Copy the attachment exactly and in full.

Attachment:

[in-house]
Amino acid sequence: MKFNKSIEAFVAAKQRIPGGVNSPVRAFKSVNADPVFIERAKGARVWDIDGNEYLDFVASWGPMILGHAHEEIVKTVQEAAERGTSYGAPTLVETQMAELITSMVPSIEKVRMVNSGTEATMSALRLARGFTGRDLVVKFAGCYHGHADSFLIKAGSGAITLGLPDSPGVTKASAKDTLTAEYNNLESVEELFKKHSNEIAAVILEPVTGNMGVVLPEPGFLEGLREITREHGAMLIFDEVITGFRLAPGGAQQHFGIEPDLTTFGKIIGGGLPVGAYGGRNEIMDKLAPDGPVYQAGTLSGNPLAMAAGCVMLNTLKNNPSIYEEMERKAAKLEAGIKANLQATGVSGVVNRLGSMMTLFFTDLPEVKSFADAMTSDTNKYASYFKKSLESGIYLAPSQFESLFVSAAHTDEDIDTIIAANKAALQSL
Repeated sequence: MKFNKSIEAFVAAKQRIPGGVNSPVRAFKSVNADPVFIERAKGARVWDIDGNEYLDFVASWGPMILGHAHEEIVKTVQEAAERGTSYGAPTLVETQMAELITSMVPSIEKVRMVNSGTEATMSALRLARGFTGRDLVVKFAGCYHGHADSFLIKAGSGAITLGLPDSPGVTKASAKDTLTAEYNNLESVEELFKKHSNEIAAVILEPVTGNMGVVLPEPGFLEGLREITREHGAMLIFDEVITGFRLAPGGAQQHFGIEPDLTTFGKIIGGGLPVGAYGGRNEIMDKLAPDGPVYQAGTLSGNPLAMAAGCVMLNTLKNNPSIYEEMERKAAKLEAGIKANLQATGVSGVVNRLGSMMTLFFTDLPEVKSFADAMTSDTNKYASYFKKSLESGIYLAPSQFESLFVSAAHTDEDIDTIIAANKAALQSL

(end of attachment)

[in-house]
Amino acid sequence: MKFNKSIEAFVAAKQRIPGGVNSPVRAFKSVNADPVFIERAKGARVWDIDGNEYLDFVASWGPMILGHAHEEIVKTVQEAAERGTSYGAPTLVETQMAELITSMVPSIEKVRMVNSGTEATMSALRLARGFTGRDLVVKFAGCYHGHADSFLIKAGSGAITLGLPDSPGVTKASAKDTLTAEYNNLESVEELFKKHSNEIAAVILEPVTGNMGVVLPEPGFLEGLREITREHGAMLIFDEVITGFRLAPGGAQQHFGIEPDLTTFGKIIGGGLPVGAYGGRNEIMDKLAPDGPVYQAGTLSGNPLAMAAGCVMLNTLKNNPSIYEEMERKAAKLEAGIKANLQATGVSGVVNRLGSMMTLFFTDLPEVKSFADAMTSDTNKYASYFKKSLESGIYLAPSQFESLFVSAAHTDEDIDTIIAANKAALQSL
Repeated sequence: MKFNKSIEAFVAAKQRIPGGVNSPVRAFKSVNADPVFIERAKGARVWDIDGNEYLDFVASWGPMILGHAHEEIVKTVQEAAERGTSYGAPTLVETQMAELITSMVPSIEKVRMVNSGTEATMSALRLARGFTGRDLVVKFAGCYHGHADSFLIKAGSGAITLGLPDSPGVTKASAKDTLTAEYNNLESVEELFKKHSNEIAAVILEPVTGNMGVVLPEPGFLEGLREITREHGAMLIFDEVITGFRLAPGGAQQHFGIEPDLTTFGKIIGGGLPVGAYGGRNEIMDKLAPDGPVYQAGTLSGNPLAMAAGCVMLNTLKNNPSIYEEMERKAAKLEAGIKANLQATGVSGVVNRLGSMMTLFFTDLPEVKSFADAMTSDTNKYASYFKKSLESGIYLAPSQFESLFVSAAHTDEDIDTIIAANKAALQSL